FLYING Magazine

Pentagon officials have stopped all deliveries of F-35s, as well as deliveries of F135 engines for the fighters following a F-35B hard landing accident at a Texas base last month.

The decision comes amid a Naval Air Systems Command investigation into a December 15 incident where a F-35B pilot made an emergency ejection after the fighter jet made a hard landing at Naval Air Station Joint Reserve Base Fort Worth in Texas.

A video of the accident showed the short takeoff and vertical landing (STO/VL) variant fighter coming down for a landing, bouncing, then tipping over on its nose and skidding around on its wing before the pilot ejected into the clear.

The Lockheed Martin (NYSE: LMT) F-35B Lightning II STO/VL variant is flown by the U.S. Marine Corps and is used for expeditionary and remote flight operations. Lockheed Martin shares a runway with the base.

READ MORE: Pilot Ejects from F-35B Fighter After Hard Landing

“Flight operations restrictions have been imposed at all F-35 Production facilities which has had the effect of halting aircraft deliveries,” F-35 Joint Program Office spokesperson Russell Goemaere told FLYING. “The restrictions were put in place on December 15. A joint JPO, Lockheed Martin, Defense Contract Management Agency (DCMA) and Pratt & Whitney team is developing procedures to lift these restrictions and resume flight operations.”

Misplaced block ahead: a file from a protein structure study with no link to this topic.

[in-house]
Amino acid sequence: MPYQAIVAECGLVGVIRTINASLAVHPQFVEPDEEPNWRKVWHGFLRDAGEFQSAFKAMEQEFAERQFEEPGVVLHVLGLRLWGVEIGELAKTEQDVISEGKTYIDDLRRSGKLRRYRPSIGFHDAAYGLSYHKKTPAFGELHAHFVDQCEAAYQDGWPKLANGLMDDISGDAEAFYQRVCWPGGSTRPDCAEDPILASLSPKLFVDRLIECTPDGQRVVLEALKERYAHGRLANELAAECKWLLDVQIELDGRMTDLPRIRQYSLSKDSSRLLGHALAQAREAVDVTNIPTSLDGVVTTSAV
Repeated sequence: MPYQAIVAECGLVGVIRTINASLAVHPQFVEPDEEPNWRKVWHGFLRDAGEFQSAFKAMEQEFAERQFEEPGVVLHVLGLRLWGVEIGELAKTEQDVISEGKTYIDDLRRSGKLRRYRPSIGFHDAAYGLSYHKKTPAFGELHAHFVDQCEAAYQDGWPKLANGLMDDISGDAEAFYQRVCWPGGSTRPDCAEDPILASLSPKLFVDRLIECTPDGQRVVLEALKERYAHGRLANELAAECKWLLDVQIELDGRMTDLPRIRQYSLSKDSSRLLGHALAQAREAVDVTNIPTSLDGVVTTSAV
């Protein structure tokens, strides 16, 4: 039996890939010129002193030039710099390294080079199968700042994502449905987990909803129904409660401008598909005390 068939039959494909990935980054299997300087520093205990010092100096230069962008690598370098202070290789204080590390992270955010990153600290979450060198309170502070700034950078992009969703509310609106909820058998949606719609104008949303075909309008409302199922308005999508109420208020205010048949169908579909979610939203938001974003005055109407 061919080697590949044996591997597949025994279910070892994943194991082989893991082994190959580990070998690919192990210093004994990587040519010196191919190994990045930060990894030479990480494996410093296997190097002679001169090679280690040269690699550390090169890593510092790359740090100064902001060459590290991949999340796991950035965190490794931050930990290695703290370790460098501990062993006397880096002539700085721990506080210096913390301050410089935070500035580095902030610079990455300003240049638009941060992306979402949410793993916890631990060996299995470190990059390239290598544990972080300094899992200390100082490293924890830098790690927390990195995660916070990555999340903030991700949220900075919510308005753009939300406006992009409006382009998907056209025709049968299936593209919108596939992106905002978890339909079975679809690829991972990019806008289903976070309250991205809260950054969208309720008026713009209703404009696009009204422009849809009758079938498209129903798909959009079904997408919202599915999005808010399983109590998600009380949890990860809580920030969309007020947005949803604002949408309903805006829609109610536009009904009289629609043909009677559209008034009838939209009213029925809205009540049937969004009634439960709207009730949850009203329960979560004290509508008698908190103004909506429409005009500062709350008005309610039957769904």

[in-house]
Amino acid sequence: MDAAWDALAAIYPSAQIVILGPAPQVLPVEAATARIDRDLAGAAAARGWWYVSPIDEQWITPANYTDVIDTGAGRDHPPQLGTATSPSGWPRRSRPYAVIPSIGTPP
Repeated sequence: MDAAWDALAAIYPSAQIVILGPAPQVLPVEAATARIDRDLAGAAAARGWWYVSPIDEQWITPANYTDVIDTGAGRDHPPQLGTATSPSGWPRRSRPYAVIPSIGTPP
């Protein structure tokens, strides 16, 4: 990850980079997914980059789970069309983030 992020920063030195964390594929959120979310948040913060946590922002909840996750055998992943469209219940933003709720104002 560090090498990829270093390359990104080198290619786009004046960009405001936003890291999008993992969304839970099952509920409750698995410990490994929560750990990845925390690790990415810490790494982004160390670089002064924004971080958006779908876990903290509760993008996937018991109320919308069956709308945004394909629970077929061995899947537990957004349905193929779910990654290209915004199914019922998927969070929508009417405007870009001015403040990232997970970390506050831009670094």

READ MORE: Pentagon Temporarily Halts F-35 Deliveries Due to Chinese Parts

“The F-35 Joint Program Office and Pratt & Whitney have agreed to delay scheduled delivery and acceptance of F135 engines until further information from the investigation is known and safety of flight can be ensured,” Goemaere said.

Lockheed Martin acknowledged last week that the aircraft delivery pause had caused it to miss its delivery target for the year.

“The F-35 team was on track to meet the commitment of 148 aircraft as planned; however, due to a temporary pause in flight operations, which is still in effect, necessary acceptance flight tests could not be performed,” the manufacturer said.

READ MORE: Germany Set to Buy 35 F-35 Fighters

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